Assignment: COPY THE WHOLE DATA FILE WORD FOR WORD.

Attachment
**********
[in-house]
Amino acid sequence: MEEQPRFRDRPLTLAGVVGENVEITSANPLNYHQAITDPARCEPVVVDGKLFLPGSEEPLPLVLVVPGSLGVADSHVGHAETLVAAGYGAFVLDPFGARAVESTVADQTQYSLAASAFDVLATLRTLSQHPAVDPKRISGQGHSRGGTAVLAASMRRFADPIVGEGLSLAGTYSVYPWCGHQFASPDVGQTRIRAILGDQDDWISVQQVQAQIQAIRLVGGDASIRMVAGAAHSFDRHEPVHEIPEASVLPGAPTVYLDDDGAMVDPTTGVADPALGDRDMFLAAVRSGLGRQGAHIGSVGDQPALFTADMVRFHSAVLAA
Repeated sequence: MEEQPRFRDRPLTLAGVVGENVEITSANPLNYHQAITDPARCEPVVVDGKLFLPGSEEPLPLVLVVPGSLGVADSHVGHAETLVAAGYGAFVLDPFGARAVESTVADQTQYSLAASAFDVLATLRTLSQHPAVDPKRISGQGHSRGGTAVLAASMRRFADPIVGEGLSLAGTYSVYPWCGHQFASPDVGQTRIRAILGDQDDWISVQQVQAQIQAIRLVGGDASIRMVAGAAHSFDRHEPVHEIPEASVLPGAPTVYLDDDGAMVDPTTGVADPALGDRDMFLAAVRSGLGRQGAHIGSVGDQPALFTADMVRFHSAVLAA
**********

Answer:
[in-house]
Amino acid sequence: MEEQPRFRDRPLTLAGVVGENVEITSANPLNYHQAITDPARCEPVVVDGKLFLPGSEEPLPLVLVVPGSLGVADSHVGHAETLVAAGYGAFVLDPFGARAVESTVADQTQYSLAASAFDVLATLRTLSQHPAVDPKRISGQGHSRGGTAVLAASMRRFADPIVGEGLSLAGTYSVYPWCGHQFASPDVGQTRIRAILGDQDDWISVQQVQAQIQAIRLVGGDASIRMVAGAAHSFDRHEPVHEIPEASVLPGAPTVYLDDDGAMVDPTTGVADPALGDRDMFLAAVRSGLGRQGAHIGSVGDQPALFTADMVRFHSAVLAA
Repeated sequence: MEEQPRFRDRPLTLAGVVGENVEITSANPLNYHQAITDPARCEPVVVDGKLFLPGSEEPLPLVLVVPGSLGVADSHVGHAETLVAAGYGAFVLDPFGARAVESTVADQTQYSLAASAFDVLATLRTLSQHPAVDPKRISGQGHSRGGTAVLAASMRRFADPIVGEGLSLAGTYSVYPWCGHQFASPDVGQTRIRAILGDQDDWISVQQVQAQIQAIRLVGGDASIRMVAGAAHSFDRHEPVHEIPEASVLPGAPTVYLDDDGAMVDPTTGVADPALGDRDMFLAAVRSGLGRQGAHIGSVGDQPALFTADMVRFHSAVLAA